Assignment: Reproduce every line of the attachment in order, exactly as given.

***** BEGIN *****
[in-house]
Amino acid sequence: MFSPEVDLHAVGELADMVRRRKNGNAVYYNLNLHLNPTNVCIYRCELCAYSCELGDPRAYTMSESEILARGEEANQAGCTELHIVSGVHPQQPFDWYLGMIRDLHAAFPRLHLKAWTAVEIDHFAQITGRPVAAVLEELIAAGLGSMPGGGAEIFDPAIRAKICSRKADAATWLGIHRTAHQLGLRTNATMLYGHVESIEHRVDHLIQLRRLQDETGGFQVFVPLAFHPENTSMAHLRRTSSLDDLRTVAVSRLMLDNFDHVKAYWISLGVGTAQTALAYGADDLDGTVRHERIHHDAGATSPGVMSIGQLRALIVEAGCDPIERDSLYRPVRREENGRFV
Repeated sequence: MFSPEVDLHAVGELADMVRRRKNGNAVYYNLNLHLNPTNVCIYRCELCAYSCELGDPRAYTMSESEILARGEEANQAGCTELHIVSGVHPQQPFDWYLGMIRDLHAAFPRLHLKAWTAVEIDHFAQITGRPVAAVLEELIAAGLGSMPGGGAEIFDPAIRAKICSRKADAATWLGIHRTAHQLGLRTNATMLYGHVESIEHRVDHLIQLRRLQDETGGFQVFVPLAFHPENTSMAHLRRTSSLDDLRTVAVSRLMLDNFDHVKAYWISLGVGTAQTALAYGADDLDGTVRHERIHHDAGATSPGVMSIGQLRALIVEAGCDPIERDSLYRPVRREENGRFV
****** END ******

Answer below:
[in-house]
Amino acid sequence: MFSPEVDLHAVGELADMVRRRKNGNAVYYNLNLHLNPTNVCIYRCELCAYSCELGDPRAYTMSESEILARGEEANQAGCTELHIVSGVHPQQPFDWYLGMIRDLHAAFPRLHLKAWTAVEIDHFAQITGRPVAAVLEELIAAGLGSMPGGGAEIFDPAIRAKICSRKADAATWLGIHRTAHQLGLRTNATMLYGHVESIEHRVDHLIQLRRLQDETGGFQVFVPLAFHPENTSMAHLRRTSSLDDLRTVAVSRLMLDNFDHVKAYWISLGVGTAQTALAYGADDLDGTVRHERIHHDAGATSPGVMSIGQLRALIVEAGCDPIERDSLYRPVRREENGRFV
Repeated sequence: MFSPEVDLHAVGELADMVRRRKNGNAVYYNLNLHLNPTNVCIYRCELCAYSCELGDPRAYTMSESEILARGEEANQAGCTELHIVSGVHPQQPFDWYLGMIRDLHAAFPRLHLKAWTAVEIDHFAQITGRPVAAVLEELIAAGLGSMPGGGAEIFDPAIRAKICSRKADAATWLGIHRTAHQLGLRTNATMLYGHVESIEHRVDHLIQLRRLQDETGGFQVFVPLAFHPENTSMAHLRRTSSLDDLRTVAVSRLMLDNFDHVKAYWISLGVGTAQTALAYGADDLDGTVRHERIHHDAGATSPGVMSIGQLRALIVEAGCDPIERDSLYRPVRREENGRFV